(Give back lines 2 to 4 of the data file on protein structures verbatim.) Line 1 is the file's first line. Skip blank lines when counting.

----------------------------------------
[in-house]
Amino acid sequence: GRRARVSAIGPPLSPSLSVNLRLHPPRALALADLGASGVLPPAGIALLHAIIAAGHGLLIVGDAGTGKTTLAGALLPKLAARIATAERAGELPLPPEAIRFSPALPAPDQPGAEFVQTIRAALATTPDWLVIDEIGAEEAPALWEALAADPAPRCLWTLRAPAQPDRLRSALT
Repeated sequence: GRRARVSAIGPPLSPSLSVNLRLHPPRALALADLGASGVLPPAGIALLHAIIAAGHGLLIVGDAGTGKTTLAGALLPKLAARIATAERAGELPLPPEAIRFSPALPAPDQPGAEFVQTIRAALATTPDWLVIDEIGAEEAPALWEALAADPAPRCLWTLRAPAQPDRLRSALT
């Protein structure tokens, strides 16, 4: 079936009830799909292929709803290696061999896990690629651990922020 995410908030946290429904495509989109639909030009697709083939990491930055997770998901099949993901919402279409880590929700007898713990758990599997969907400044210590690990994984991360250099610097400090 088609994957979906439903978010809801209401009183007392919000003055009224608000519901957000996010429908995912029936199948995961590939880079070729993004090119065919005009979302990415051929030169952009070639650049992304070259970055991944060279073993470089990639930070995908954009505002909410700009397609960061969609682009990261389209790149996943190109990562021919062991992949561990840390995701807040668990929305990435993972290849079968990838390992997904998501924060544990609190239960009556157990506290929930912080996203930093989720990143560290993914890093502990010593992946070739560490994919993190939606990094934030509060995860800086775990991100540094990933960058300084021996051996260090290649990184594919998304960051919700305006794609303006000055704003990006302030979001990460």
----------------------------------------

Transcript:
Amino acid sequence: GRRARVSAIGPPLSPSLSVNLRLHPPRALALADLGASGVLPPAGIALLHAIIAAGHGLLIVGDAGTGKTTLAGALLPKLAARIATAERAGELPLPPEAIRFSPALPAPDQPGAEFVQTIRAALATTPDWLVIDEIGAEEAPALWEALAADPAPRCLWTLRAPAQPDRLRSALT
Repeated sequence: GRRARVSAIGPPLSPSLSVNLRLHPPRALALADLGASGVLPPAGIALLHAIIAAGHGLLIVGDAGTGKTTLAGALLPKLAARIATAERAGELPLPPEAIRFSPALPAPDQPGAEFVQTIRAALATTPDWLVIDEIGAEEAPALWEALAADPAPRCLWTLRAPAQPDRLRSALT
């Protein structure tokens, strides 16, 4: 079936009830799909292929709803290696061999896990690629651990922020 995410908030946290429904495509989109639909030009697709083939990491930055997770998901099949993901919402279409880590929700007898713990758990599997969907400044210590690990994984991360250099610097400090 088609994957979906439903978010809801209401009183007392919000003055009224608000519901957000996010429908995912029936199948995961590939880079070729993004090119065919005009979302990415051929030169952009070639650049992304070259970055991944060279073993470089990639930070995908954009505002909410700009397609960061969609682009990261389209790149996943190109990562021919062991992949561990840390995701807040668990929305990435993972290849079968990838390992997904998501924060544990609190239960009556157990506290929930912080996203930093989720990143560290993914890093502990010593992946070739560490994919993190939606990094934030509060995860800086775990991100540094990933960058300084021996051996260090290649990184594919998304960051919700305006794609303006000055704003990006302030979001990460």